Eric Roos has spent the past 19 years in and around high-end yacht brokerage and new boat sales. He’s managed hundreds of vessels while at Hinkley Yachts, Morris Yachts, and for the past four years as Sales Director at Lyman-Morse. It should be no surprise that Roos spends his days awash in the minute details that matter when it comes to selling a boat.  

“What most sellers don’t realize is how common it is to lose interest in maintaining a boat, once they have come to grips with their decision to sell,” says Roos. “This is unfortunate.”

To Roos, some simple maintenance will have a major impact on both the value of, and the time it takes to sell, a boat. Here are seven tangible steps any boat owner can take to pump some fresh value into any vessel, whether it’s for sale or not.  

  1. June Dispatches: Brokerage AdviceBe Smart About Your Brightwork: Varnished exterior teak is time-consuming and expensive to maintain. But if your yacht’s varnish is peeling and looking “non-yachty,” says Roos, you are better off stripping the finish and selling the boat with bare wood. “Peeling varnish is a major red flag to a buyer. Eliminate this barrier by either bringing the varnish up to yachting standards, or strip it off and expose the freshly sanded teak.”
  2. Invest In Fresh Bottom Paint: While it may seem silly to add a fresh coat of antifouling paint to a yacht you do not intend to launch, perception plays a role in a vessel’s value. And a fresh coat of anti-fouling paint dresses up any yacht. The cost is minimal, but the appeal is significant. Roos also recommends replacing old zincs with fresh ones. “A well-maintained bottom sends a positive signal to the potential buyer that this yacht is well cared for,” says Roos.
  3. Keep Your Stainless Steel, Engines, and Bilge Spotless: It is critical, says Roos, to keep your stainless polished and rust-free. Clean bilges and an oil-free, tidy engine space are also good indicators that the yacht has been well cared for and sends a positive message to potential buyers that your yacht has been owned by a professional and not some weekend warrior.
  4. The Less of You Aboard, The Better: Sellers may think that selling their boat as a fully-equipped “turn-key” vessel is a good thing. But they should think again. Buyers want to imagine themselves owning your boat — not owning someone else’s stuff. It’s important to de-personalize your yacht by removing as much gear as possible and placing it in a storage area for later inspection by a surveyor or a buyer.
  5. You Have Nothing to Hide: One of Roos’ more passionate arguments is to take the initiative to have your boat professionally surveyed before it goes on the market, and then making that survey available to potential buyers. A transparent survey sends a signal that your boat has nothing to hide. It also prevents buyers from coming to their own — usually wrong– conclusions about your boat.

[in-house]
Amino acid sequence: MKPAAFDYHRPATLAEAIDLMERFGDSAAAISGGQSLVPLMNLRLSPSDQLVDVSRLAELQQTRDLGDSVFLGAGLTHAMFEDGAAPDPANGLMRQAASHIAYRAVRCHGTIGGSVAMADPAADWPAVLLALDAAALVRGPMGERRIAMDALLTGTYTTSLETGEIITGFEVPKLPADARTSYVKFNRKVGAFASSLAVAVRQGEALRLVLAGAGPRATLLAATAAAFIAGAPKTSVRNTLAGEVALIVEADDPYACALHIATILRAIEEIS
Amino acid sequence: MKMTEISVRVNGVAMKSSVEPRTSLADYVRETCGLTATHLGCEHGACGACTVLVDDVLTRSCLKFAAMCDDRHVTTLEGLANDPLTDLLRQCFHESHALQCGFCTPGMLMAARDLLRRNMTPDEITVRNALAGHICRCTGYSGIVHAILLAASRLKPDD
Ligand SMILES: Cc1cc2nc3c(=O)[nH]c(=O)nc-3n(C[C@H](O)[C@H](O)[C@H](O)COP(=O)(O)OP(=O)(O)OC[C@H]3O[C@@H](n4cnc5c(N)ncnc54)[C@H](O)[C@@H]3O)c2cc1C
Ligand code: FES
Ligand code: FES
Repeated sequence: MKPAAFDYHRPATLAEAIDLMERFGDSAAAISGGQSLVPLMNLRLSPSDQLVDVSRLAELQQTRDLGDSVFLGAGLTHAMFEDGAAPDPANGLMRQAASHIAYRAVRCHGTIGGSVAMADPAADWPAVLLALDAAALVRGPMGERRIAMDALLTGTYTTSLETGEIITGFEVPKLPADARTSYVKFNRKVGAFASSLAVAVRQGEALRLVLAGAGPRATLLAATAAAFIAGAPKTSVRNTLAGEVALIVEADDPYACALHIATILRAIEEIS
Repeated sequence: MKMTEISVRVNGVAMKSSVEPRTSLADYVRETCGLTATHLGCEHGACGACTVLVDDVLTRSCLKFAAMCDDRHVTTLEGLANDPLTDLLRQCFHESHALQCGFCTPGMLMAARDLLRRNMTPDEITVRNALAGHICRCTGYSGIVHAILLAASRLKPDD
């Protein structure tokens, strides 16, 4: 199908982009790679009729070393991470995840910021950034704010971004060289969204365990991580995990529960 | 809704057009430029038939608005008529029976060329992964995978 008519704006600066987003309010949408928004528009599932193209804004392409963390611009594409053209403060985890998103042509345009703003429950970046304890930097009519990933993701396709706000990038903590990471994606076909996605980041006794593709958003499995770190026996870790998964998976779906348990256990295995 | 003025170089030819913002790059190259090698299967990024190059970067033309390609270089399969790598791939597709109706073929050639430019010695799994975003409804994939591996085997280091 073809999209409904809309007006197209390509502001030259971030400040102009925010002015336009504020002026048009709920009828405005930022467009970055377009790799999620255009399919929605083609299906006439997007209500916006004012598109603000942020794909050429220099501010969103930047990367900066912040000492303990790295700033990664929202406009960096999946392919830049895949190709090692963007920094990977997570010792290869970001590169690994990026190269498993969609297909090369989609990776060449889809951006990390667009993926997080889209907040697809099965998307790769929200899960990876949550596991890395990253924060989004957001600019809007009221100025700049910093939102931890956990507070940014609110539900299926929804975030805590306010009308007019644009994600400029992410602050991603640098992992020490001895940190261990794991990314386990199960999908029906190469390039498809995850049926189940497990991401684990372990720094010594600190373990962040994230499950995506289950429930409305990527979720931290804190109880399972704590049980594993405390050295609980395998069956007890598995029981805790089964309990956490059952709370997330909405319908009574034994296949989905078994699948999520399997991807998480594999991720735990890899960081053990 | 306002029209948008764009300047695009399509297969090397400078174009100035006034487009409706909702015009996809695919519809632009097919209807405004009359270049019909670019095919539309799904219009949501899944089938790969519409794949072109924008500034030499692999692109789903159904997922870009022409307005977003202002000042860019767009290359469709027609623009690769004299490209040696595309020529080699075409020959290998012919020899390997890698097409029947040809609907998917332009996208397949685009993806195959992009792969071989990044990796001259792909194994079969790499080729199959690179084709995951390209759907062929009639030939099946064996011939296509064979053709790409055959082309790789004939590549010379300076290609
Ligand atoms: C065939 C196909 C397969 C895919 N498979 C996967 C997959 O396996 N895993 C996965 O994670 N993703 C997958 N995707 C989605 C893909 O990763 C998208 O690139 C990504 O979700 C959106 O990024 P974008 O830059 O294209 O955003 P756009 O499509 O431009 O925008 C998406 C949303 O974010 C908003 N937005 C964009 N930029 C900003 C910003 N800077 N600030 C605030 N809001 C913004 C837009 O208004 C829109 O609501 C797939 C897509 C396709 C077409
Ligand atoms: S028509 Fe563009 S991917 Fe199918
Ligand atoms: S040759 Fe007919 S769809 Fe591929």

6. June Dispatches: Brokerage AdviceSeek the Magic Scent Of No Scent At All: While the scent of freshly baked cookies seems to do the trick in the real estate world, in the brokerage world it’s all about having no smell down below at all. Be sure holding tanks are empty and flushed thoroughly and stowed with a holding tank deodorizer. If odors still exist, invest in professional remediation. “I always open hatches a few hours before showing any boat, to let the fresh air in,” says Roos. “Odors matter.”
  7. Invest in Bright Lights: Adequate lighting down below is important when showing a yacht that is in storage for the winter. Roos says most boats go on the market during the winter months when batteries are disconnected, and interior lighting is often poor. He is therefore careful to have batteries connected and additional lighting installed, if needed. “Fully lit interiors restore that cozy boat-show feeling to any boat,” says Roos. “Better yet, invest in heated indoor winter storage in lieu of cold. That way, a prospect and a broker can explore the entire yacht in comfort.”

Novara Circumnavigates the Americas


Novara returns to Camden

Steve Brown, an award-winning adventurer, marked the end of a circumnavigation of North and South America on June 10 by bringing Novara, his 60’ aluminum schooner, back to the Lyman-Morse at Wayfarer docks in Camden. Brown’s 32,950-mile adventure began five years earlier, almost to the day, when he finished refitting his vessel at Wayfarer Marine and set off for the Northwest Passage. His voyage, as well as the mountaineering adventures he completed en route, was one befitting his sailing/climbing hero, Bill Tilman, and was supported along the way by Lyman-Morse service managers.

Read about Brown’s adventures aboard Novara and his return to Camden.